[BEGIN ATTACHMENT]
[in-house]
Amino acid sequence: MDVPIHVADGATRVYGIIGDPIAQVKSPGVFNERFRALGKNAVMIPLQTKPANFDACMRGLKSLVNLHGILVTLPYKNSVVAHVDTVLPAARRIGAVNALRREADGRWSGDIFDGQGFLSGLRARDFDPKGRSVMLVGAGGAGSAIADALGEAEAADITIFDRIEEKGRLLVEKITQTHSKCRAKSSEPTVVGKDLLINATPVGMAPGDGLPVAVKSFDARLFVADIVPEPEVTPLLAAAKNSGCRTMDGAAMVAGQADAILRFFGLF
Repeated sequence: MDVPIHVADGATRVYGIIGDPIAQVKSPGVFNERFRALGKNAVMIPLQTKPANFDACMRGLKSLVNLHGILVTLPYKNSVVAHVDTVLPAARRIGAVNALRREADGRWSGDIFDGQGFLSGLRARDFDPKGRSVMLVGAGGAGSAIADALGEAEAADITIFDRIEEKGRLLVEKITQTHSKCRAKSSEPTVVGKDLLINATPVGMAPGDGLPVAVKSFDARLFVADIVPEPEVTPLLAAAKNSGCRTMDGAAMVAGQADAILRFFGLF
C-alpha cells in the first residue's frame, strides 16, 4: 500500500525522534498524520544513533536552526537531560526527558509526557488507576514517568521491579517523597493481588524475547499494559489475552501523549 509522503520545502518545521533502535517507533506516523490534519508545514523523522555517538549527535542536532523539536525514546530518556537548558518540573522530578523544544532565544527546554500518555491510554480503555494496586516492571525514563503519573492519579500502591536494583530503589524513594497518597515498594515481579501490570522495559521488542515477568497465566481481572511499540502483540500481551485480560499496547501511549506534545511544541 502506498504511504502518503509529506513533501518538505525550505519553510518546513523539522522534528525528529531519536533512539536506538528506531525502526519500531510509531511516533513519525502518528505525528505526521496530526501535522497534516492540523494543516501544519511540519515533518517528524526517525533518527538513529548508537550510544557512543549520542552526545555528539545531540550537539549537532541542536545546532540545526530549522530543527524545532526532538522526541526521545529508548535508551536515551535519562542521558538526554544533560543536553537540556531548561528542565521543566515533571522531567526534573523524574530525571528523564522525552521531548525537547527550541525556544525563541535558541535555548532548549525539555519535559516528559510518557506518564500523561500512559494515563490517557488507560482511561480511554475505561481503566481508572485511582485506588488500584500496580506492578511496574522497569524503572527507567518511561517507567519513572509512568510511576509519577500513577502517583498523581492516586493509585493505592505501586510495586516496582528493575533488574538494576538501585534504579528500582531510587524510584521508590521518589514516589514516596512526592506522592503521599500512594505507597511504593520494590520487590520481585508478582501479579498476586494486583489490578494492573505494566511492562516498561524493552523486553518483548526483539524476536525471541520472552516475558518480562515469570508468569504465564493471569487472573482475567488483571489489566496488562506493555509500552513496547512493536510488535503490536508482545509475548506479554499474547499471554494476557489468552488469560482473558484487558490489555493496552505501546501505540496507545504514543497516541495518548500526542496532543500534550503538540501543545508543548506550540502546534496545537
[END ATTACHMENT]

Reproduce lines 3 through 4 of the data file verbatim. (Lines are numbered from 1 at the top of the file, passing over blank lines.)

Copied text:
Repeated sequence: MDVPIHVADGATRVYGIIGDPIAQVKSPGVFNERFRALGKNAVMIPLQTKPANFDACMRGLKSLVNLHGILVTLPYKNSVVAHVDTVLPAARRIGAVNALRREADGRWSGDIFDGQGFLSGLRARDFDPKGRSVMLVGAGGAGSAIADALGEAEAADITIFDRIEEKGRLLVEKITQTHSKCRAKSSEPTVVGKDLLINATPVGMAPGDGLPVAVKSFDARLFVADIVPEPEVTPLLAAAKNSGCRTMDGAAMVAGQADAILRFFGLF
C-alpha cells in the first residue's frame, strides 16, 4: 500500500525522534498524520544513533536552526537531560526527558509526557488507576514517568521491579517523597493481588524475547499494559489475552501523549 509522503520545502518545521533502535517507533506516523490534519508545514523523522555517538549527535542536532523539536525514546530518556537548558518540573522530578523544544532565544527546554500518555491510554480503555494496586516492571525514563503519573492519579500502591536494583530503589524513594497518597515498594515481579501490570522495559521488542515477568497465566481481572511499540502483540500481551485480560499496547501511549506534545511544541 502506498504511504502518503509529506513533501518538505525550505519553510518546513523539522522534528525528529531519536533512539536506538528506531525502526519500531510509531511516533513519525502518528505525528505526521496530526501535522497534516492540523494543516501544519511540519515533518517528524526517525533518527538513529548508537550510544557512543549520542552526545555528539545531540550537539549537532541542536545546532540545526530549522530543527524545532526532538522526541526521545529508548535508551536515551535519562542521558538526554544533560543536553537540556531548561528542565521543566515533571522531567526534573523524574530525571528523564522525552521531548525537547527550541525556544525563541535558541535555548532548549525539555519535559516528559510518557506518564500523561500512559494515563490517557488507560482511561480511554475505561481503566481508572485511582485506588488500584500496580506492578511496574522497569524503572527507567518511561517507567519513572509512568510511576509519577500513577502517583498523581492516586493509585493505592505501586510495586516496582528493575533488574538494576538501585534504579528500582531510587524510584521508590521518589514516589514516596512526592506522592503521599500512594505507597511504593520494590520487590520481585508478582501479579498476586494486583489490578494492573505494566511492562516498561524493552523486553518483548526483539524476536525471541520472552516475558518480562515469570508468569504465564493471569487472573482475567488483571489489566496488562506493555509500552513496547512493536510488535503490536508482545509475548506479554499474547499471554494476557489468552488469560482473558484487558490489555493496552505501546501505540496507545504514543497516541495518548500526542496532543500534550503538540501543545508543548506550540502546534496545537